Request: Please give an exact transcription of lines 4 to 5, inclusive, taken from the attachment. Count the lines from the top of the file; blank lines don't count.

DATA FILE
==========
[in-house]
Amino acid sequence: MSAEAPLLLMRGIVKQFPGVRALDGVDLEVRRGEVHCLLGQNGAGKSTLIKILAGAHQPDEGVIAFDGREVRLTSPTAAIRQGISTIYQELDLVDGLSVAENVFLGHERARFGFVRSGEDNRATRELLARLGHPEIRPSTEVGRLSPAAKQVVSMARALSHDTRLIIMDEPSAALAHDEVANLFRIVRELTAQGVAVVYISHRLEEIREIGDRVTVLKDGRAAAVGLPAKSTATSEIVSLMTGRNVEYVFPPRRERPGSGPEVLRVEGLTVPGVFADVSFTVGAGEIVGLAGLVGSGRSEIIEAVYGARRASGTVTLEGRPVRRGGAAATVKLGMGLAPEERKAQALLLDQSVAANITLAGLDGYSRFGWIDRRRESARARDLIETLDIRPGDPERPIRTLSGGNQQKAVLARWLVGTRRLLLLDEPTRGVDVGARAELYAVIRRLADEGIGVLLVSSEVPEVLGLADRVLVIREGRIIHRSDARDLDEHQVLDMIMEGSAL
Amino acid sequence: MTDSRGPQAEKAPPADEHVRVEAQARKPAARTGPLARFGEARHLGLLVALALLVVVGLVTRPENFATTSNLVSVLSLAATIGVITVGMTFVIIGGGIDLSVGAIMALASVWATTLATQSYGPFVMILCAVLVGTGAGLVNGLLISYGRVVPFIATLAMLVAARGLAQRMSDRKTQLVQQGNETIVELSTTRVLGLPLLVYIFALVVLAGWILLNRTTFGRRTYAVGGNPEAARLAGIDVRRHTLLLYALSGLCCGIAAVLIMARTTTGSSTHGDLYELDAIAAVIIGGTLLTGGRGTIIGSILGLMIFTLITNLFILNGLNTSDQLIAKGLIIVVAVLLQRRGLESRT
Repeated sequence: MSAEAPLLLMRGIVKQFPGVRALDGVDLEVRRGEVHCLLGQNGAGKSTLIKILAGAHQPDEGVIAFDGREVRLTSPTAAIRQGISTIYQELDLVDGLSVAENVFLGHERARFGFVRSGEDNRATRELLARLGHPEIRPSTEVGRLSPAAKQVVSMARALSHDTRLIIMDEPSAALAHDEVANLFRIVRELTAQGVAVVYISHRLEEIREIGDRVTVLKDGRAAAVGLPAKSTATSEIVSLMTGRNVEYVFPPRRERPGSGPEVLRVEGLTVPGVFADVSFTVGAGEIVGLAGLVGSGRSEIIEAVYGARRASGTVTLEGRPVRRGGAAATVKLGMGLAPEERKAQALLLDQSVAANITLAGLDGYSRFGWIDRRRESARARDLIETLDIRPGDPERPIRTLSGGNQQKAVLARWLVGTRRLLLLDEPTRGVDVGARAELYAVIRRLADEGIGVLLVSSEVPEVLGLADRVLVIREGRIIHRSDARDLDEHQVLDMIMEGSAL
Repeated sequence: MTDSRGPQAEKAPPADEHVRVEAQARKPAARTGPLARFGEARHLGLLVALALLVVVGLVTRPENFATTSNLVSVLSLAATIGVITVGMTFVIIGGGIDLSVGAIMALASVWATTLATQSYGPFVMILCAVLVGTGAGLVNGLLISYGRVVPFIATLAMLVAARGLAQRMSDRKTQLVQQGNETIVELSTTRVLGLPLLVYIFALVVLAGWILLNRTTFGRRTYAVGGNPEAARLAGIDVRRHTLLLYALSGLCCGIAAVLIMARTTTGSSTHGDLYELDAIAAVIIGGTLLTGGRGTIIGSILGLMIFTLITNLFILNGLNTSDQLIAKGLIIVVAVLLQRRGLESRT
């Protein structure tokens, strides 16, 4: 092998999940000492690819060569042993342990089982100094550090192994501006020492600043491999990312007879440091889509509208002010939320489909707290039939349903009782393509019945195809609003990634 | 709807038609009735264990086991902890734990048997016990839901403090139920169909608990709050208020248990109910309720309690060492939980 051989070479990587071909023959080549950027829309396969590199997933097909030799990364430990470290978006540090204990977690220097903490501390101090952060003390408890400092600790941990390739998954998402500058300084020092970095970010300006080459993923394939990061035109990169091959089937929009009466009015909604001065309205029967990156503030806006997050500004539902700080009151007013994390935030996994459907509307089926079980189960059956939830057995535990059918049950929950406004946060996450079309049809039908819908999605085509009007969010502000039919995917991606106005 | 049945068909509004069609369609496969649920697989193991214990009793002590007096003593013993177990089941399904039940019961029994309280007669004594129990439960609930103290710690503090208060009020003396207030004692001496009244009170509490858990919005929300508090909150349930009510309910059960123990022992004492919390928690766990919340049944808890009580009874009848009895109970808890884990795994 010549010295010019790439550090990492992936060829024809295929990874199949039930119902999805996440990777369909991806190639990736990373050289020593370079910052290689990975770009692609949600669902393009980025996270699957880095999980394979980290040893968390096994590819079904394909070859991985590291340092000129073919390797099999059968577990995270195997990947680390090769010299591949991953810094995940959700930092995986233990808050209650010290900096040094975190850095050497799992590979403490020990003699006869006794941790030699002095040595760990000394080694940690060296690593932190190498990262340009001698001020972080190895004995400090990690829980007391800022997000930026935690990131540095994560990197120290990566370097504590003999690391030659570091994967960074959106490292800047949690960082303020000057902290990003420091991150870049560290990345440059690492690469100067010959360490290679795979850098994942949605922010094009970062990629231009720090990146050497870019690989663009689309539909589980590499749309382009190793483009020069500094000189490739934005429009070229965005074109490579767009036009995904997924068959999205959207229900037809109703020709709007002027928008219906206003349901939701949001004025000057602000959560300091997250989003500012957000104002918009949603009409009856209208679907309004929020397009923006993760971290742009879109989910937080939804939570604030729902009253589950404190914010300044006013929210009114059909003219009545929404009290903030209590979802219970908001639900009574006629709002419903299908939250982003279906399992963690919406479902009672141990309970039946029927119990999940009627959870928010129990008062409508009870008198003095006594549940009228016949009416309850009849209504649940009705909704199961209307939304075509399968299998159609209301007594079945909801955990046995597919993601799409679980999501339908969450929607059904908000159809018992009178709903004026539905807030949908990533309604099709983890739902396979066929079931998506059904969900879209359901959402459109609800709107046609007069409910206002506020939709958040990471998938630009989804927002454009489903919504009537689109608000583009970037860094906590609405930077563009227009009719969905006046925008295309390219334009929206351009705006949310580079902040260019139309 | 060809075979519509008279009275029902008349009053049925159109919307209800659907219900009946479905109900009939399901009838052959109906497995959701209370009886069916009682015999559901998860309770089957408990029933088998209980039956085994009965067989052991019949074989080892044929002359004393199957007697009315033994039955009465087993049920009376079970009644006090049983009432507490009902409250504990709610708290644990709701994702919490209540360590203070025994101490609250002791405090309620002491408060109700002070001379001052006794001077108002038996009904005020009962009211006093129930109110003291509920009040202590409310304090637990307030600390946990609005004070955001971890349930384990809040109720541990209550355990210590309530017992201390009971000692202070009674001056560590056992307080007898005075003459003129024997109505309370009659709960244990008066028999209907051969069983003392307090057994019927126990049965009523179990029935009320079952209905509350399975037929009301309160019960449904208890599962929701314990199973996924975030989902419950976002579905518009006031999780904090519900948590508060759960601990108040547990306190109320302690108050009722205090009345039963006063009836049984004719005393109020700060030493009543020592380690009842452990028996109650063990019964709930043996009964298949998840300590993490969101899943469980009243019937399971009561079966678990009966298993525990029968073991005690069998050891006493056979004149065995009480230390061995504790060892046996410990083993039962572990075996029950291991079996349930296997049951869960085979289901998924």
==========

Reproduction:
Repeated sequence: MSAEAPLLLMRGIVKQFPGVRALDGVDLEVRRGEVHCLLGQNGAGKSTLIKILAGAHQPDEGVIAFDGREVRLTSPTAAIRQGISTIYQELDLVDGLSVAENVFLGHERARFGFVRSGEDNRATRELLARLGHPEIRPSTEVGRLSPAAKQVVSMARALSHDTRLIIMDEPSAALAHDEVANLFRIVRELTAQGVAVVYISHRLEEIREIGDRVTVLKDGRAAAVGLPAKSTATSEIVSLMTGRNVEYVFPPRRERPGSGPEVLRVEGLTVPGVFADVSFTVGAGEIVGLAGLVGSGRSEIIEAVYGARRASGTVTLEGRPVRRGGAAATVKLGMGLAPEERKAQALLLDQSVAANITLAGLDGYSRFGWIDRRRESARARDLIETLDIRPGDPERPIRTLSGGNQQKAVLARWLVGTRRLLLLDEPTRGVDVGARAELYAVIRRLADEGIGVLLVSSEVPEVLGLADRVLVIREGRIIHRSDARDLDEHQVLDMIMEGSAL
Repeated sequence: MTDSRGPQAEKAPPADEHVRVEAQARKPAARTGPLARFGEARHLGLLVALALLVVVGLVTRPENFATTSNLVSVLSLAATIGVITVGMTFVIIGGGIDLSVGAIMALASVWATTLATQSYGPFVMILCAVLVGTGAGLVNGLLISYGRVVPFIATLAMLVAARGLAQRMSDRKTQLVQQGNETIVELSTTRVLGLPLLVYIFALVVLAGWILLNRTTFGRRTYAVGGNPEAARLAGIDVRRHTLLLYALSGLCCGIAAVLIMARTTTGSSTHGDLYELDAIAAVIIGGTLLTGGRGTIIGSILGLMIFTLITNLFILNGLNTSDQLIAKGLIIVVAVLLQRRGLESRT